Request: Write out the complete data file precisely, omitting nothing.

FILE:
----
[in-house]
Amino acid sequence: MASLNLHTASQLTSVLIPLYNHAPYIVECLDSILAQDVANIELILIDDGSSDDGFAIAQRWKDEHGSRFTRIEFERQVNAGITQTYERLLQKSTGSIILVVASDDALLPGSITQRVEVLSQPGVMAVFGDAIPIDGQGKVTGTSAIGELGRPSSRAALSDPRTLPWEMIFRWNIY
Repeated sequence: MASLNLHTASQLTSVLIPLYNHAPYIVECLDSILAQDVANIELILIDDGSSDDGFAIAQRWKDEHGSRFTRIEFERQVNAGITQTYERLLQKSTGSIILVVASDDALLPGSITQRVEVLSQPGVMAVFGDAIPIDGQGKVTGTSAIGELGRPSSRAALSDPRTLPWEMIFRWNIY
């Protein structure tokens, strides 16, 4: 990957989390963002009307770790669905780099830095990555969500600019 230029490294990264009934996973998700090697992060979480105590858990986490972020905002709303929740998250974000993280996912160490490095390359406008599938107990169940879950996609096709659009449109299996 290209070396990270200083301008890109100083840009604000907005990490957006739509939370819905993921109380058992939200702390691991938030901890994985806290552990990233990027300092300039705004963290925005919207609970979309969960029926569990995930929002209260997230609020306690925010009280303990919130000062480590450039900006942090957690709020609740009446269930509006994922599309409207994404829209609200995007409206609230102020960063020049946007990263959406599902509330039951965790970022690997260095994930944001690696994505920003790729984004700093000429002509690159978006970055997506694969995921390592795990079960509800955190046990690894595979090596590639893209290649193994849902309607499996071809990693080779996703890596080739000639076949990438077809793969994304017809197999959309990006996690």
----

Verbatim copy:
[in-house]
Amino acid sequence: MASLNLHTASQLTSVLIPLYNHAPYIVECLDSILAQDVANIELILIDDGSSDDGFAIAQRWKDEHGSRFTRIEFERQVNAGITQTYERLLQKSTGSIILVVASDDALLPGSITQRVEVLSQPGVMAVFGDAIPIDGQGKVTGTSAIGELGRPSSRAALSDPRTLPWEMIFRWNIY
Repeated sequence: MASLNLHTASQLTSVLIPLYNHAPYIVECLDSILAQDVANIELILIDDGSSDDGFAIAQRWKDEHGSRFTRIEFERQVNAGITQTYERLLQKSTGSIILVVASDDALLPGSITQRVEVLSQPGVMAVFGDAIPIDGQGKVTGTSAIGELGRPSSRAALSDPRTLPWEMIFRWNIY
């Protein structure tokens, strides 16, 4: 990957989390963002009307770790669905780099830095990555969500600019 230029490294990264009934996973998700090697992060979480105590858990986490972020905002709303929740998250974000993280996912160490490095390359406008599938107990169940879950996609096709659009449109299996 290209070396990270200083301008890109100083840009604000907005990490957006739509939370819905993921109380058992939200702390691991938030901890994985806290552990990233990027300092300039705004963290925005919207609970979309969960029926569990995930929002209260997230609020306690925010009280303990919130000062480590450039900006942090957690709020609740009446269930509006994922599309409207994404829209609200995007409206609230102020960063020049946007990263959406599902509330039951965790970022690997260095994930944001690696994505920003790729984004700093000429002509690159978006970055997506694969995921390592795990079960509800955190046990690894595979090596590639893209290649193994849902309607499996071809990693080779996703890596080739000639076949990438077809793969994304017809197999959309990006996690």